Evangelical Church Winning All

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Evangelical Church Winning All (ECWA)
Evangelical Church Winning All logo.jpg
PresidentRev. Dr. Stephen Panya Baba[1]

The Evangelical Church Winning All, previously known as the Evangelical Church of West Africa, is one of the largest Christian denominations in Nigeria, with about ten million members.[3] ECWA is a partner church of the international Christian mission organisation, Serving In Mission (SIM), formerly Sudan Interior Mission. ECWA was founded in 1954 when the SIM-related churches (initially in Nigeria) came together to form an indigenous body.[4] Since that time, mission stations, Bible Schools, academic schools, and medical programs have been transferred to ECWA leadership.


The Evangelical Church of West Africa was renamed "Evangelical Church Winning All" (ECWA) because of its wide spread beyond its initial scope. It was as a result of a history of ministry and the wide spread gospel of Jesus Christ in Africa by several missionaries, (Walter Gowans, Thomas Kent, and Rowland Bingham) who came from different parts of Canada and the United States of America in 1893 on what can be termed "evangelical suicide mission", a statement which was coined by Oji Chukwudimma Chukwudike because West Africa, at that time, was known to be heavily infested by malaria and there is almost a 100% possibility that a white man will not survive it as they even called the West African region "the white man's grave."[5] These missionaries braved malaria and yellow fever to preach the gospel of the death and resurrection of Jesus Christ under the auspices of the Sudan Interior Mission (SIM) and planted several churches as they preached along like Paul the Apostle and around mid-20th century these churches became independent to carry on the gospel. ECWA has the largest mission organization of any African church living up to its name Evangelical[6] the Evangelical Mission Society (EMS) has sent out about 1,600 missionaries.

Throughout Nigeria, especially in the central regions, ECWA churches are growing rapidly. Some churches have experienced as much as 400% growth in the last several years. Churches in the Northern parts of the country are also growing.[4] There are currently more than six thousand ECWA congregations with more than ten million members. ECWA has over ninety District Church Councils (DCC's) hundreds of Local Church Councils (LCC's), thousands of Local Churches (LCs) and hundreds of Prayer Houses (PHs).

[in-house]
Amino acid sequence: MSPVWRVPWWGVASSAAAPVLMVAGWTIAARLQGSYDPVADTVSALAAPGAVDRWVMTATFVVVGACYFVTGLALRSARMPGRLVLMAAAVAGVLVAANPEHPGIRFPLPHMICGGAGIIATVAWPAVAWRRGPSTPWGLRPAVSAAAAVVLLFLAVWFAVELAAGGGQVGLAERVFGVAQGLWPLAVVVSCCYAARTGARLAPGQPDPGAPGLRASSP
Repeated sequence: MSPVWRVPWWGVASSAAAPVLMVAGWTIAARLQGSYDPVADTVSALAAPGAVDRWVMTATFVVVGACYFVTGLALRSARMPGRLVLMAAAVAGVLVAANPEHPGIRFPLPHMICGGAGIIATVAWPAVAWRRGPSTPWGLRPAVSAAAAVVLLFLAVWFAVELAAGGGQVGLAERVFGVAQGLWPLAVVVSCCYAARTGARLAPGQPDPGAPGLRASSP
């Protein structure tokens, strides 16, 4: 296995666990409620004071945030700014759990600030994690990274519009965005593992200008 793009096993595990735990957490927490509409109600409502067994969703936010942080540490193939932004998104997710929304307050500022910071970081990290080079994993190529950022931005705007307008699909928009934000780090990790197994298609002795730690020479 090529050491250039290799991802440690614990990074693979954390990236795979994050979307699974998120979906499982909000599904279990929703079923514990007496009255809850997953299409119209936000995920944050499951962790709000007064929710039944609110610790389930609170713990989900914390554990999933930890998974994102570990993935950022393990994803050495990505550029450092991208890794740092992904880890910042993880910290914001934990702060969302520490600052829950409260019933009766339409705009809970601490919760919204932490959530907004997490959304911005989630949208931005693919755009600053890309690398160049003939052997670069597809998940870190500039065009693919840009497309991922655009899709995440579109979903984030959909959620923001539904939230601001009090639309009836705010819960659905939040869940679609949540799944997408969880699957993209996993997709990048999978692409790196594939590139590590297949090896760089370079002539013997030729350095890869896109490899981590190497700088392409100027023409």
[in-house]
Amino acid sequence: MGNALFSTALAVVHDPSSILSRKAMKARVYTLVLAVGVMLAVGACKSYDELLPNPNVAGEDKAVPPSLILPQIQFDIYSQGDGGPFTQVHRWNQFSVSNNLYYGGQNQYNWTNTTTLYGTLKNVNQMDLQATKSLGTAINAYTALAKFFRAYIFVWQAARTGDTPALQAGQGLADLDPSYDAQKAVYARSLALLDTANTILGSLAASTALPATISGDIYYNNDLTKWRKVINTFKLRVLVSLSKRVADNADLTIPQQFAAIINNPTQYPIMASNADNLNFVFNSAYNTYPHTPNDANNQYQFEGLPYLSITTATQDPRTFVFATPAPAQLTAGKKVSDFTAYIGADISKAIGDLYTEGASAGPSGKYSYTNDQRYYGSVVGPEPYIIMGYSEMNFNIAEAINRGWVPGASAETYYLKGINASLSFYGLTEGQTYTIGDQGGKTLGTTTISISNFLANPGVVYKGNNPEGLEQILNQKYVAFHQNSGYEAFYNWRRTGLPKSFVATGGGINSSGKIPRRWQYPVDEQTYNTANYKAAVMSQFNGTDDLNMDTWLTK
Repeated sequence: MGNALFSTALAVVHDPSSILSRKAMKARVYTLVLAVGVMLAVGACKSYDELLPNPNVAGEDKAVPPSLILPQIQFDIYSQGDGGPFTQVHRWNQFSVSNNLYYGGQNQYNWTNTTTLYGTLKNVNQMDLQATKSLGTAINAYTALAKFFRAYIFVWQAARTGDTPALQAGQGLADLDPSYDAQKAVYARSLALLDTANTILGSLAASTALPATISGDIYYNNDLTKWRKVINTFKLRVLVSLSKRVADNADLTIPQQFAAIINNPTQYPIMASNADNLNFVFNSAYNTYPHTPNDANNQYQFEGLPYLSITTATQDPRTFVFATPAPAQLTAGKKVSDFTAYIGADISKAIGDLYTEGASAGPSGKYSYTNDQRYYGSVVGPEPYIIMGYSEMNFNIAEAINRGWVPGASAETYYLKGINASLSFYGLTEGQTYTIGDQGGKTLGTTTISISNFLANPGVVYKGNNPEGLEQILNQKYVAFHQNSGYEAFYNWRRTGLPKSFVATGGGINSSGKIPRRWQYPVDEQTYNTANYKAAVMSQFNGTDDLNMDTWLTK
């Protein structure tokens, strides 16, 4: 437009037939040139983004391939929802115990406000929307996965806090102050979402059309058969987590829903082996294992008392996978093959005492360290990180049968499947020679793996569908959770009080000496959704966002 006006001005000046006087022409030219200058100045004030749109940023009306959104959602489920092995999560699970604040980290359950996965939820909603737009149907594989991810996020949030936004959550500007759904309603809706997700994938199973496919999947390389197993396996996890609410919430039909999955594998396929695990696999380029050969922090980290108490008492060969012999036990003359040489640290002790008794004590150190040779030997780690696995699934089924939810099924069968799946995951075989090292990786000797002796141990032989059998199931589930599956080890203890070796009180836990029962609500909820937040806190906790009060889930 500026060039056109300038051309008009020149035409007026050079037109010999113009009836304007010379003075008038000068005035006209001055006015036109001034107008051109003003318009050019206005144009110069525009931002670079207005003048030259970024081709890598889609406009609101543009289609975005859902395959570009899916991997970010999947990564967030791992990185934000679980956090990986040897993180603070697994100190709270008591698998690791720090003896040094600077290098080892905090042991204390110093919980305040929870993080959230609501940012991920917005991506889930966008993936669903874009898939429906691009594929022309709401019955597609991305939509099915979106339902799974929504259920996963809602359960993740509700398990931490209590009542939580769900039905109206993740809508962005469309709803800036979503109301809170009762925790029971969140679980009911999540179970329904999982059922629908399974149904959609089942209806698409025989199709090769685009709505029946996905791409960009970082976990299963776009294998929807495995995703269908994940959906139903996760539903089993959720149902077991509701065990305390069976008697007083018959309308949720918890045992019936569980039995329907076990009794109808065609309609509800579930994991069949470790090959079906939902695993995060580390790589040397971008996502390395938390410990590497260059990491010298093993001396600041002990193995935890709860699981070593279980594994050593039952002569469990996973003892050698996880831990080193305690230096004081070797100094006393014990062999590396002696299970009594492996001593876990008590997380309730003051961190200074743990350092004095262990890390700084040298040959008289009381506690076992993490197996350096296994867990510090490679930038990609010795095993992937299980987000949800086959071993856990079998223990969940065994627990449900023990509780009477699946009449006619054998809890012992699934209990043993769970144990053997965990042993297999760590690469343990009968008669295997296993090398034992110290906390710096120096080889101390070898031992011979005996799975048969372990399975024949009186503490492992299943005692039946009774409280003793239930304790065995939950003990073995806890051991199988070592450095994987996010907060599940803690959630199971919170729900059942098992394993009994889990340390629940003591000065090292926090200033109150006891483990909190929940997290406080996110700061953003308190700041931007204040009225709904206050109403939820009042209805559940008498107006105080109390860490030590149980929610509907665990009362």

Bingham University, Karu was started in 2005 as a way of meeting the soaring need for not only quality, secular education, but education that recognizes and integrates the moral and spiritual values of the Christian faith that fueled its establishment. ECWA started three Theological Seminaries: ECWA Theological Seminary, Igbaja that started as a School of Prophets in 1918, ECWA Theological Seminary, Kagoro was established in 1931, and Jos ECWA Theological Seminary in 1980. There are also eight Bible colleges and fifteen theological training institutes. ECWA's Medical Department coordinates a wide network which includes four hospitals, a Community Health Program with over 110 health clinics, a Central Pharmacy and the School of Nursing and Midwifery.[7] It is also involved in radio, publications for outreach and discipleship, rural development, urban ministries, and cross-cultural missions.[8] There are more than 1600 missionaries from ECWA churches who serve in Nigeria and other countries with the Evangelical Missionary Society (EMS), the missionary arm of ECWA.[4]

There has been a serious confrontation between evangelical Christians standing in opposition to the expansion of Sharia law in northern Nigeria by militant Muslims since 1999.[9]

See also[edit]


  1. ^ Bako, Friday (April 11, 2018). "ECWA New President: Rev. Dr. Stephen Panya Baba, Govt". ECWA. Retrieved April 11, 2018.
  2. ^ "History". ECWA. Retrieved 29 July 2018.
  3. ^ Smith, Samuel (11 August 2017). "Nigerian Pastor Kidnapped by Fulani Herdsman Freed After 5-Day Abduction". Christian Post. Retrieved 18 August 2017.
  4. ^ a b c "SIM Country Profile: Nigeria". Archived from the original on 2006-10-13. Retrieved 2006-09-20.
  5. ^ Oji, Chukwudimma C. "White man's grave". Tiscali. Retrieved 4 August 2017.
  6. ^ Oji, Chukwudimma C. "Evangelical Church Winning All". ECWAUSA. Retrieved 4 August 2017.
  7. ^ "Camp of the Woods - ECWA". Archived from the original on 2006-08-26. Retrieved 2007-04-09.
  8. ^ "ECWA". Archived from the original on 2007-09-27. Retrieved 2007-04-09.
  9. ^ Terence O. Ranger, ed., Evangelical Christianity and Democracy in Africa (Oxford University Press, 2008), pp 37-66

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